3 really good August novels
This month's fiction roundup features three middle-aged men in crisis. Thankfully, there's not a convertible or comb-over in the bunch.
1. Northwest Corner, by John Burnham Schwartz
Dwight Arno hasn't seen his son in 12 years, when the 22-year-old shows up on his doorstep.
Readers of John Burnham Schwartz's "Reservation Road," will remember that the last time they were together was the night before Dwight turned himself in "all of a sudden and four months too late," for running over one of Sam's classmates one night on their way back from a Red Sox game.
Dwight, who served 2-1/2 years in prison for Josh Learner's death and is now living in California and working as the manager of a sporting goods store, has dreamed of a reunion with his son. But not, it must be said, like this. Sam, a senior in college and a talented baseball player, took a bat to a man during a bar fight, and has fled the scene (rather like his father) without knowing whether he's killed someone.
As he sits on the couch, not too near, since he doesn't want to spook Sam, "an anxious penny taste on my tongue. My hands aching with the need to touch him,” Dwight understands why the boy ran to him and not his mother. “Why, after all the years of locking me out, he’s finally come to my doorstep. This feeling of dirt. Unable to wash it off because now it’s inside of him and untouchable.”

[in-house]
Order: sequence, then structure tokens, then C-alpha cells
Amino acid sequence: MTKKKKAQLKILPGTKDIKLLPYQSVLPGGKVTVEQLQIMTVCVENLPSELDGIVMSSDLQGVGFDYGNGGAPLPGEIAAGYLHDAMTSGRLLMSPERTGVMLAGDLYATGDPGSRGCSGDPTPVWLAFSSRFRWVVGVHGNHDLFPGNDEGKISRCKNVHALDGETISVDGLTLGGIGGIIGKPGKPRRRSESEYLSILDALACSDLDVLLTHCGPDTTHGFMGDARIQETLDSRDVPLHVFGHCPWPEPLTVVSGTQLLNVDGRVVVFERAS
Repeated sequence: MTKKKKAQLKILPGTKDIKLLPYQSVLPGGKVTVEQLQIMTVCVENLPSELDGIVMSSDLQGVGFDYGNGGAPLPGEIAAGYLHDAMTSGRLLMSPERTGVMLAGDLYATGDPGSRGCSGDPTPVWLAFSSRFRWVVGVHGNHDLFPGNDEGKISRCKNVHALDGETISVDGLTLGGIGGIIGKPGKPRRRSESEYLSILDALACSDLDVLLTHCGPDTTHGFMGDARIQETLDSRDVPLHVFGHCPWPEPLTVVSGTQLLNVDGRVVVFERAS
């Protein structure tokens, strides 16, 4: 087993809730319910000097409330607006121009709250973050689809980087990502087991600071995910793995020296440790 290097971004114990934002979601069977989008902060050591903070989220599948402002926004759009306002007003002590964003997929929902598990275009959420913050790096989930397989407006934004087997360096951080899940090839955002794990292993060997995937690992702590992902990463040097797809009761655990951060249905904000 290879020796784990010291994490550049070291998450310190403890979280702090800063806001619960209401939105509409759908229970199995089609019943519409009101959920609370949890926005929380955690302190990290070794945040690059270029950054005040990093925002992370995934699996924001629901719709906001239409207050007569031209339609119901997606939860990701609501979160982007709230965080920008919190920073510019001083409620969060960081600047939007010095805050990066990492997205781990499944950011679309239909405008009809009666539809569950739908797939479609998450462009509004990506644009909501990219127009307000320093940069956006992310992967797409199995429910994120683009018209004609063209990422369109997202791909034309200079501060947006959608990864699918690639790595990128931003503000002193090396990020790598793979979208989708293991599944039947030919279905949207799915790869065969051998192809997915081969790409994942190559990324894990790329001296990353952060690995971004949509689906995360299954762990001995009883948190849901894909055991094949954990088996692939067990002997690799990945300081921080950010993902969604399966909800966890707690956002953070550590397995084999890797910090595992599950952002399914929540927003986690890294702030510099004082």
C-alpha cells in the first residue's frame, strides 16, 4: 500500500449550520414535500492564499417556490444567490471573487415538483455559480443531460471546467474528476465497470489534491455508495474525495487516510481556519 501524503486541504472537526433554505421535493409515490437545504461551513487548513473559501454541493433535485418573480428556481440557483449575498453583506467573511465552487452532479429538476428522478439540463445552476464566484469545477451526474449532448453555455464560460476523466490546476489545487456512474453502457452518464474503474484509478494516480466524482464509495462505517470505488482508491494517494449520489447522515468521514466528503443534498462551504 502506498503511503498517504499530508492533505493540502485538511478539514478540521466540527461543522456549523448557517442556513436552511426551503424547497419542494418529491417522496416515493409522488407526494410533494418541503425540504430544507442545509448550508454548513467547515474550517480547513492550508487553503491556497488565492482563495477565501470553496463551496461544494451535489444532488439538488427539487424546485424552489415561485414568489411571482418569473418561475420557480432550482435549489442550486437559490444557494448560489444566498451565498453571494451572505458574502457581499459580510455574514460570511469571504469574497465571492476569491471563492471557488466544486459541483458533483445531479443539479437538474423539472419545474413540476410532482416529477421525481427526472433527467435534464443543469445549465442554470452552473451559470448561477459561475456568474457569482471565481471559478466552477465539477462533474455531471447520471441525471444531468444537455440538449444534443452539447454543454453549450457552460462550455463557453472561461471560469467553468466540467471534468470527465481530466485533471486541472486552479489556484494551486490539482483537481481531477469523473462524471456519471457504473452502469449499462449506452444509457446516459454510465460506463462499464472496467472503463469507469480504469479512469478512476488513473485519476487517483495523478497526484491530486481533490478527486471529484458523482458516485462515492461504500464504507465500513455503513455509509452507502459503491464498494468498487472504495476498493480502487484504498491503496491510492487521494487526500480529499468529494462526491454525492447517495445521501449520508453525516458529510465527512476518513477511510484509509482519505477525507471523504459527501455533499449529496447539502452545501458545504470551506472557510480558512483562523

Whereas "Reservation Road" toggled back and forth between the Arno and Learner families, Northwest Corner jumps between Dwight; Sam; Sam's mother, Ruth, a cancer survivor who has divorced her second husband; Emma Learner, Josh's sister, who hooked up with Sam after a party; and Penny Jacobs, the professor Dwight is seeing, who thinks she's dating a blissfully simple, uncomplicated man. Schwartz, it must be said, doesn't seem to be terribly invested in Penny, and a reader tends to forget about her in between her chapters. And Sam is pretty much a sullen blank.
But in Dwight, Schwartz has created a character who has acquired enough hard-won personal honesty that it feels like almost a moral imperative to root for him.
Memory and the past are recurrent themes throughout, with one character comparing long-ago happy memories to a worn-out sheet, and Ruth regarding her memory as “not so much the proverbial sieve as an increasingly rusty grater, shredding little shards and slivers from the original whole.”
“Northwest Corner” is a compelling tale of a family – not just broken, but seemingly pulverized by violence – finding their way back together again.